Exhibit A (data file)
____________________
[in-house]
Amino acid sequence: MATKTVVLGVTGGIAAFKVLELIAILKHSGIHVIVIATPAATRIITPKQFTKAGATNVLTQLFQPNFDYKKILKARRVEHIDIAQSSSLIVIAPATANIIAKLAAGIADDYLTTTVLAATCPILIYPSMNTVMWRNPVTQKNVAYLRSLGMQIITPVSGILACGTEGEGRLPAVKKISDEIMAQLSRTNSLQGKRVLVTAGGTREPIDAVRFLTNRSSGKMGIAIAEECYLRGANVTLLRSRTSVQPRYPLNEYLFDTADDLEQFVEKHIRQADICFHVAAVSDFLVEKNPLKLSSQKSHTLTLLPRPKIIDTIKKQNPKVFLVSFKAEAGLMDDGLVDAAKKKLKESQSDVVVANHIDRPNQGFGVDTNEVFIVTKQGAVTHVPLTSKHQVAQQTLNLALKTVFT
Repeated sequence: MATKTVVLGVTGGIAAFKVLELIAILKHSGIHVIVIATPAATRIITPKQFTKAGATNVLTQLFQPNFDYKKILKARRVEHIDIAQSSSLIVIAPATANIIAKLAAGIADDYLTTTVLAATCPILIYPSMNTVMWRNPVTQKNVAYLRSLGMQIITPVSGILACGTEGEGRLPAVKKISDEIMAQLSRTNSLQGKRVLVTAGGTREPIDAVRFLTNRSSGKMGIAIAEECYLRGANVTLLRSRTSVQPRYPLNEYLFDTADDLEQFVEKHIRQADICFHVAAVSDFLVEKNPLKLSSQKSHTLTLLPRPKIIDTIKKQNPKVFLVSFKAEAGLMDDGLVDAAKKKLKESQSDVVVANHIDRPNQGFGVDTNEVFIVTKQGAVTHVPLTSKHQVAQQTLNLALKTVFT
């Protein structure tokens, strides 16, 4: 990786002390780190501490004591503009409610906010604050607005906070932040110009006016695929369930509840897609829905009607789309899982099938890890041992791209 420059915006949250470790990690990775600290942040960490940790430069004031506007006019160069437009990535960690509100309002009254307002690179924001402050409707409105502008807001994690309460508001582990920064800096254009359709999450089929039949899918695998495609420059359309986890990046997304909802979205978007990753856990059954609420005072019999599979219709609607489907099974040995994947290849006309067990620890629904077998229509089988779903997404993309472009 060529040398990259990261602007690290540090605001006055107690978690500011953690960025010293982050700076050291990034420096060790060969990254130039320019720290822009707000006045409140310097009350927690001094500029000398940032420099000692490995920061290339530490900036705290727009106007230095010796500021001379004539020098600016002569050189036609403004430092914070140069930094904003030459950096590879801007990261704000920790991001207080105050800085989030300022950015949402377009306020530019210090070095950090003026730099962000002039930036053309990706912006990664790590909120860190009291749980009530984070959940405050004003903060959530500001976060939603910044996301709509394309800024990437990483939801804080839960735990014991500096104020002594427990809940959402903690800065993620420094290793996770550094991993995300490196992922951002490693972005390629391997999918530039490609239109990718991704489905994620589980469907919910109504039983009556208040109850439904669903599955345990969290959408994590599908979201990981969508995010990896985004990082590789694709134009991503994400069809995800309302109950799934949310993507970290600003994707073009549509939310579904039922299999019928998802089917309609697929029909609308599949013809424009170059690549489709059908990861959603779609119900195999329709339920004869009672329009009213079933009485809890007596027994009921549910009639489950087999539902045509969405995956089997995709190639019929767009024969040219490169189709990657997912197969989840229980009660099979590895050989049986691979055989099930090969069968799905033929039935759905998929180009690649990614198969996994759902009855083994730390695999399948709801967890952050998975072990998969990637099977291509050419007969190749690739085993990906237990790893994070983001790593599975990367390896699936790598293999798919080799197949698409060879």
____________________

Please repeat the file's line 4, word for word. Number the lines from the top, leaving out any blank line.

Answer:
């Protein structure tokens, strides 16, 4: 990786002390780190501490004591503009409610906010604050607005906070932040110009006016695929369930509840897609829905009607789309899982099938890890041992791209 420059915006949250470790990690990775600290942040960490940790430069004031506007006019160069437009990535960690509100309002009254307002690179924001402050409707409105502008807001994690309460508001582990920064800096254009359709999450089929039949899918695998495609420059359309986890990046997304909802979205978007990753856990059954609420005072019999599979219709609607489907099974040995994947290849006309067990620890629904077998229509089988779903997404993309472009 060529040398990259990261602007690290540090605001006055107690978690500011953690960025010293982050700076050291990034420096060790060969990254130039320019720290822009707000006045409140310097009350927690001094500029000398940032420099000692490995920061290339530490900036705290727009106007230095010796500021001379004539020098600016002569050189036609403004430092914070140069930094904003030459950096590879801007990261704000920790991001207080105050800085989030300022950015949402377009306020530019210090070095950090003026730099962000002039930036053309990706912006990664790590909120860190009291749980009530984070959940405050004003903060959530500001976060939603910044996301709509394309800024990437990483939801804080839960735990014991500096104020002594427990809940959402903690800065993620420094290793996770550094991993995300490196992922951002490693972005390629391997999918530039490609239109990718991704489905994620589980469907919910109504039983009556208040109850439904669903599955345990969290959408994590599908979201990981969508995010990896985004990082590789694709134009991503994400069809995800309302109950799934949310993507970290600003994707073009549509939310579904039922299999019928998802089917309609697929029909609308599949013809424009170059690549489709059908990861959603779609119900195999329709339920004869009672329009009213079933009485809890007596027994009921549910009639489950087999539902045509969405995956089997995709190639019929767009024969040219490169189709990657997912197969989840229980009660099979590895050989049986691979055989099930090969069968799905033929039935759905998929180009690649990614198969996994759902009855083994730390695999399948709801967890952050998975072990998969990637099977291509050419007969190749690739085993990906237990790893994070983001790593599975990367390896699936790598293999798919080799197949698409060879």